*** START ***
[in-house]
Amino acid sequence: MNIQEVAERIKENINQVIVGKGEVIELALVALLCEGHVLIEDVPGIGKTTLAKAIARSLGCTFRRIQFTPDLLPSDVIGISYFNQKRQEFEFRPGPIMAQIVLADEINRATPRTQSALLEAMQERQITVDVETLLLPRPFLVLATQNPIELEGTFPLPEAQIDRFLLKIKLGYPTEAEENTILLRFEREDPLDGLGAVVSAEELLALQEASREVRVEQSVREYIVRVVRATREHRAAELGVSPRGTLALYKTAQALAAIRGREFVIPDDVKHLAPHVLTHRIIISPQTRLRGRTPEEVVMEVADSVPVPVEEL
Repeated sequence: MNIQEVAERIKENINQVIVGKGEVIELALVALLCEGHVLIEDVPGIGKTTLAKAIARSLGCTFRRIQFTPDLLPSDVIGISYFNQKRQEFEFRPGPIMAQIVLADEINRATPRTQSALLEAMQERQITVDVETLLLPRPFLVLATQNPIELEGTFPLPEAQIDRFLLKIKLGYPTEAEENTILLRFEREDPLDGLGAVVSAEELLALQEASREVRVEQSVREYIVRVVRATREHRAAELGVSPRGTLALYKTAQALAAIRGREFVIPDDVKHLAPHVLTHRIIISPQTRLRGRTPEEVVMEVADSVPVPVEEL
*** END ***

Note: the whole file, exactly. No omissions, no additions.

[in-house]
Amino acid sequence: MNIQEVAERIKENINQVIVGKGEVIELALVALLCEGHVLIEDVPGIGKTTLAKAIARSLGCTFRRIQFTPDLLPSDVIGISYFNQKRQEFEFRPGPIMAQIVLADEINRATPRTQSALLEAMQERQITVDVETLLLPRPFLVLATQNPIELEGTFPLPEAQIDRFLLKIKLGYPTEAEENTILLRFEREDPLDGLGAVVSAEELLALQEASREVRVEQSVREYIVRVVRATREHRAAELGVSPRGTLALYKTAQALAAIRGREFVIPDDVKHLAPHVLTHRIIISPQTRLRGRTPEEVVMEVADSVPVPVEEL
Repeated sequence: MNIQEVAERIKENINQVIVGKGEVIELALVALLCEGHVLIEDVPGIGKTTLAKAIARSLGCTFRRIQFTPDLLPSDVIGISYFNQKRQEFEFRPGPIMAQIVLADEINRATPRTQSALLEAMQERQITVDVETLLLPRPFLVLATQNPIELEGTFPLPEAQIDRFLLKIKLGYPTEAEENTILLRFEREDPLDGLGAVVSAEELLALQEASREVRVEQSVREYIVRVVRATREHRAAELGVSPRGTLALYKTAQALAAIRGREFVIPDDVKHLAPHVLTHRIIISPQTRLRGRTPEEVVMEVADSVPVPVEEL